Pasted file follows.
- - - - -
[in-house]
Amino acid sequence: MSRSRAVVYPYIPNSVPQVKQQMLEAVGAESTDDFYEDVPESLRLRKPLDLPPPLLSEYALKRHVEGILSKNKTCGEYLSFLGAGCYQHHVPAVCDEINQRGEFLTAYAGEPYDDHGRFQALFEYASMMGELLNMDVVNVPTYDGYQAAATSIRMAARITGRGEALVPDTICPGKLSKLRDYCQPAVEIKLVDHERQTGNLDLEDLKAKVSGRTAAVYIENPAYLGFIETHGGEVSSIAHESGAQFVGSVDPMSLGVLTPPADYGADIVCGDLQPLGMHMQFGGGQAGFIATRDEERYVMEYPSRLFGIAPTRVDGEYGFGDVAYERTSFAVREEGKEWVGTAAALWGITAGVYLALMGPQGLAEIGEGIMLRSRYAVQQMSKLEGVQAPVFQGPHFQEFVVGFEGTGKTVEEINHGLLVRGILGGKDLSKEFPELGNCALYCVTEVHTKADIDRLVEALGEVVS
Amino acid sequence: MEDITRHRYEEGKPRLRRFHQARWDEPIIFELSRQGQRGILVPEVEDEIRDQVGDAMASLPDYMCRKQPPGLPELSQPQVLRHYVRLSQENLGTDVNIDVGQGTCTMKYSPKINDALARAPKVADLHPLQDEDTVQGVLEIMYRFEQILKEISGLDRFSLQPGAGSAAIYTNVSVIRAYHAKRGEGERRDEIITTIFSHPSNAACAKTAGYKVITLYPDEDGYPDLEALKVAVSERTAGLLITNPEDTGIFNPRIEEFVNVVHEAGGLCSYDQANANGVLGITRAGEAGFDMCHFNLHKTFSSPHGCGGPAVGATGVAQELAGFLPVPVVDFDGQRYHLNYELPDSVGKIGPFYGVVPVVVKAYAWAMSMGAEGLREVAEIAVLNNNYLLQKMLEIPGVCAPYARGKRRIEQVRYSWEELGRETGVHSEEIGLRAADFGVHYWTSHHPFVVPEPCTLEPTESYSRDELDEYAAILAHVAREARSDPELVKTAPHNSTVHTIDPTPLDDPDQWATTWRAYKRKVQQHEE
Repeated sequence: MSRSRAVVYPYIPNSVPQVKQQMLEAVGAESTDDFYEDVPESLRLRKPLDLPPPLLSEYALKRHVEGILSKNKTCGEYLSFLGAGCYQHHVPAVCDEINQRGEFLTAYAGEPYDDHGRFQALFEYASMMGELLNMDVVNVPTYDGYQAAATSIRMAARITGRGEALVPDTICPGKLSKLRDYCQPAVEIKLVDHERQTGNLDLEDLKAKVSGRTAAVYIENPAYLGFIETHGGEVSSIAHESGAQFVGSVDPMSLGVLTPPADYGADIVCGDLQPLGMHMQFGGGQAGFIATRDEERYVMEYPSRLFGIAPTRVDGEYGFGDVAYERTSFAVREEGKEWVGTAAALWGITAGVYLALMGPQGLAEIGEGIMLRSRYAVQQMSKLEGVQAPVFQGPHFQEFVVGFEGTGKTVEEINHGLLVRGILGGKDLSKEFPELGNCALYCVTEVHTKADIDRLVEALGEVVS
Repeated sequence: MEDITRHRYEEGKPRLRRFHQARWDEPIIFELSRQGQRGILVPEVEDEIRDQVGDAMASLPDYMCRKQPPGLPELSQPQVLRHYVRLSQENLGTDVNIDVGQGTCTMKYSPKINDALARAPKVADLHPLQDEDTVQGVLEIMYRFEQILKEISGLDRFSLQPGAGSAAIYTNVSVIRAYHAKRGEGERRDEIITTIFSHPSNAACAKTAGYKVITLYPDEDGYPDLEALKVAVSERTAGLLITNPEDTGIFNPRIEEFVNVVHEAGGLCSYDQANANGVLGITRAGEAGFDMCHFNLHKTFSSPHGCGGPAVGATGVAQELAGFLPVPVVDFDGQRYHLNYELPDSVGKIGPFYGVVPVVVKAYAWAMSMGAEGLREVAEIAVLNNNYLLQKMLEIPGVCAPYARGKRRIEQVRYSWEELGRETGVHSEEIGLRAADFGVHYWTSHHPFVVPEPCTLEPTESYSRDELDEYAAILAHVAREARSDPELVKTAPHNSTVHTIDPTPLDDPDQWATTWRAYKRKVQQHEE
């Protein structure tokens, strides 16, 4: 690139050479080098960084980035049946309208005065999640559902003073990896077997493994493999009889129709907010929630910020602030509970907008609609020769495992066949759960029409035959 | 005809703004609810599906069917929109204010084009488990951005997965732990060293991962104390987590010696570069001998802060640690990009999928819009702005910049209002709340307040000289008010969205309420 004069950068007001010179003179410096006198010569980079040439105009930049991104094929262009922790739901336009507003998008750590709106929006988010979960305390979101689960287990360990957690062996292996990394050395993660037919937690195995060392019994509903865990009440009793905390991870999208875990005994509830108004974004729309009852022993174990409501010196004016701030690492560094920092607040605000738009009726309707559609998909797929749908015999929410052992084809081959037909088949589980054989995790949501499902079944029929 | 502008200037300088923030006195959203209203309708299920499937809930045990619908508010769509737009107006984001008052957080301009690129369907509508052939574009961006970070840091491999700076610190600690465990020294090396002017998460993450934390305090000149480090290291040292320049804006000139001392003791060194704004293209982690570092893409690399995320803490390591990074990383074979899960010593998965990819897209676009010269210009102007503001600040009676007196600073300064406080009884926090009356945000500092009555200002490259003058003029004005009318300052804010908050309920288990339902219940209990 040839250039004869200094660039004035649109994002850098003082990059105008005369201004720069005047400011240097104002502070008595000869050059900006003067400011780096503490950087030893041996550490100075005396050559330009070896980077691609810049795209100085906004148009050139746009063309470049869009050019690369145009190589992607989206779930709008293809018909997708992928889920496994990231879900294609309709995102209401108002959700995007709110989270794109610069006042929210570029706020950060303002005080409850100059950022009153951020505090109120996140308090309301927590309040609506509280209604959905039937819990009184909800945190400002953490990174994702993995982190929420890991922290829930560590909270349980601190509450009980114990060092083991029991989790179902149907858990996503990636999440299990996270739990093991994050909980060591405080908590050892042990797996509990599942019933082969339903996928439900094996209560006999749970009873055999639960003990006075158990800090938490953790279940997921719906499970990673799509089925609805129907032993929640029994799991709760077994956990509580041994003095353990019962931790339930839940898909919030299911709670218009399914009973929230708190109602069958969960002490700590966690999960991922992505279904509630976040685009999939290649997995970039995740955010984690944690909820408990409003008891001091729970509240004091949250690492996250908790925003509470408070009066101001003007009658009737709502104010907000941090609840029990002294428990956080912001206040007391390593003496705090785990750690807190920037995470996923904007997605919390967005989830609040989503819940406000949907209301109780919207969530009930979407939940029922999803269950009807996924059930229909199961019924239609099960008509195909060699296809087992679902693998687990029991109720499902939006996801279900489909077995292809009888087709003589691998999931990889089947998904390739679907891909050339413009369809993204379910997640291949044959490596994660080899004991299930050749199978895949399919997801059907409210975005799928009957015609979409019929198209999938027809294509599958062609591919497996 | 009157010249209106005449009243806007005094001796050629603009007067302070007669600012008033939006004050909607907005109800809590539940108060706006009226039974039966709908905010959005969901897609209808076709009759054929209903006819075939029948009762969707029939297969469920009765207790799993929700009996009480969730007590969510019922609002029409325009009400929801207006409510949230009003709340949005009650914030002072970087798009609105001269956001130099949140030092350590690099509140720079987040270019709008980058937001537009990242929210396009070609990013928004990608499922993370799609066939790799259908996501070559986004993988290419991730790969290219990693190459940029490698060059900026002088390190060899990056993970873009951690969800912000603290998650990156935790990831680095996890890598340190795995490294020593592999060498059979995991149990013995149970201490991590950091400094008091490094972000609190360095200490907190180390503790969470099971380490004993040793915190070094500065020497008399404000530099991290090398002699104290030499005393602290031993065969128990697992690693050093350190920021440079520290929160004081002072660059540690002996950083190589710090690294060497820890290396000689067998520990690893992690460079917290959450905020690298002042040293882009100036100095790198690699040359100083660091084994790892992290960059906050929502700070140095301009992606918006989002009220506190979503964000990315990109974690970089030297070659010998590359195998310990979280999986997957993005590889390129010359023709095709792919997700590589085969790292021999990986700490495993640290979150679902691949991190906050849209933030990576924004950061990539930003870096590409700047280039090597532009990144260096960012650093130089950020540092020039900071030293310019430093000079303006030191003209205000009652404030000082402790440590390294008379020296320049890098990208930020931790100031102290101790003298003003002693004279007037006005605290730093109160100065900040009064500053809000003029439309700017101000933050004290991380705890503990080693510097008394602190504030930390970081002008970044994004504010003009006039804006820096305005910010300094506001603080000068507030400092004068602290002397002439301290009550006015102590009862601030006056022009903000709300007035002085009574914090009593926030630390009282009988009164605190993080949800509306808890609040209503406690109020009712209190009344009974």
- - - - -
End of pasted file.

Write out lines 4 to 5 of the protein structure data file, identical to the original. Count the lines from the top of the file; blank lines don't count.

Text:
Repeated sequence: MSRSRAVVYPYIPNSVPQVKQQMLEAVGAESTDDFYEDVPESLRLRKPLDLPPPLLSEYALKRHVEGILSKNKTCGEYLSFLGAGCYQHHVPAVCDEINQRGEFLTAYAGEPYDDHGRFQALFEYASMMGELLNMDVVNVPTYDGYQAAATSIRMAARITGRGEALVPDTICPGKLSKLRDYCQPAVEIKLVDHERQTGNLDLEDLKAKVSGRTAAVYIENPAYLGFIETHGGEVSSIAHESGAQFVGSVDPMSLGVLTPPADYGADIVCGDLQPLGMHMQFGGGQAGFIATRDEERYVMEYPSRLFGIAPTRVDGEYGFGDVAYERTSFAVREEGKEWVGTAAALWGITAGVYLALMGPQGLAEIGEGIMLRSRYAVQQMSKLEGVQAPVFQGPHFQEFVVGFEGTGKTVEEINHGLLVRGILGGKDLSKEFPELGNCALYCVTEVHTKADIDRLVEALGEVVS
Repeated sequence: MEDITRHRYEEGKPRLRRFHQARWDEPIIFELSRQGQRGILVPEVEDEIRDQVGDAMASLPDYMCRKQPPGLPELSQPQVLRHYVRLSQENLGTDVNIDVGQGTCTMKYSPKINDALARAPKVADLHPLQDEDTVQGVLEIMYRFEQILKEISGLDRFSLQPGAGSAAIYTNVSVIRAYHAKRGEGERRDEIITTIFSHPSNAACAKTAGYKVITLYPDEDGYPDLEALKVAVSERTAGLLITNPEDTGIFNPRIEEFVNVVHEAGGLCSYDQANANGVLGITRAGEAGFDMCHFNLHKTFSSPHGCGGPAVGATGVAQELAGFLPVPVVDFDGQRYHLNYELPDSVGKIGPFYGVVPVVVKAYAWAMSMGAEGLREVAEIAVLNNNYLLQKMLEIPGVCAPYARGKRRIEQVRYSWEELGRETGVHSEEIGLRAADFGVHYWTSHHPFVVPEPCTLEPTESYSRDELDEYAAILAHVAREARSDPELVKTAPHNSTVHTIDPTPLDDPDQWATTWRAYKRKVQQHEE